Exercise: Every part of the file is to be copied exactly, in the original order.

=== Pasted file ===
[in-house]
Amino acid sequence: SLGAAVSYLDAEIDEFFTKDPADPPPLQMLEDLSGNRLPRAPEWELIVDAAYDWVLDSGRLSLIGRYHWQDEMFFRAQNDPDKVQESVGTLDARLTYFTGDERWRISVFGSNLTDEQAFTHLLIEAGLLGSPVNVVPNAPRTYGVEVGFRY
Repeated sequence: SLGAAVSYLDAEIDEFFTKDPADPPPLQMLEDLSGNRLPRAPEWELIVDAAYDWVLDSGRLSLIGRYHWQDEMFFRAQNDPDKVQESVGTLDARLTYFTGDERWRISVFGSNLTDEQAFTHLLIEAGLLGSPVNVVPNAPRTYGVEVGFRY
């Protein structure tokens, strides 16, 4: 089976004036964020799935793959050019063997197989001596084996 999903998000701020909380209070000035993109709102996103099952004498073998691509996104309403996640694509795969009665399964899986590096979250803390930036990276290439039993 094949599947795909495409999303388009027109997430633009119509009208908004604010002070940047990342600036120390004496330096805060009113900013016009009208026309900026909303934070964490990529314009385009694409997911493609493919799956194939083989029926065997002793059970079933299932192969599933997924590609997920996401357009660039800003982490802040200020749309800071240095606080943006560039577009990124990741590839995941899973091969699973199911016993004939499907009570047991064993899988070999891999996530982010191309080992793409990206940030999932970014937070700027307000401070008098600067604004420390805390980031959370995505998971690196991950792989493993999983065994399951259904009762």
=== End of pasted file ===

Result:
[in-house]
Amino acid sequence: SLGAAVSYLDAEIDEFFTKDPADPPPLQMLEDLSGNRLPRAPEWELIVDAAYDWVLDSGRLSLIGRYHWQDEMFFRAQNDPDKVQESVGTLDARLTYFTGDERWRISVFGSNLTDEQAFTHLLIEAGLLGSPVNVVPNAPRTYGVEVGFRY
Repeated sequence: SLGAAVSYLDAEIDEFFTKDPADPPPLQMLEDLSGNRLPRAPEWELIVDAAYDWVLDSGRLSLIGRYHWQDEMFFRAQNDPDKVQESVGTLDARLTYFTGDERWRISVFGSNLTDEQAFTHLLIEAGLLGSPVNVVPNAPRTYGVEVGFRY
């Protein structure tokens, strides 16, 4: 089976004036964020799935793959050019063997197989001596084996 999903998000701020909380209070000035993109709102996103099952004498073998691509996104309403996640694509795969009665399964899986590096979250803390930036990276290439039993 094949599947795909495409999303388009027109997430633009119509009208908004604010002070940047990342600036120390004496330096805060009113900013016009009208026309900026909303934070964490990529314009385009694409997911493609493919799956194939083989029926065997002793059970079933299932192969599933997924590609997920996401357009660039800003982490802040200020749309800071240095606080943006560039577009990124990741590839995941899973091969699973199911016993004939499907009570047991064993899988070999891999996530982010191309080992793409990206940030999932970014937070700027307000401070008098600067604004420390805390980031959370995505998971690196991950792989493993999983065994399951259904009762």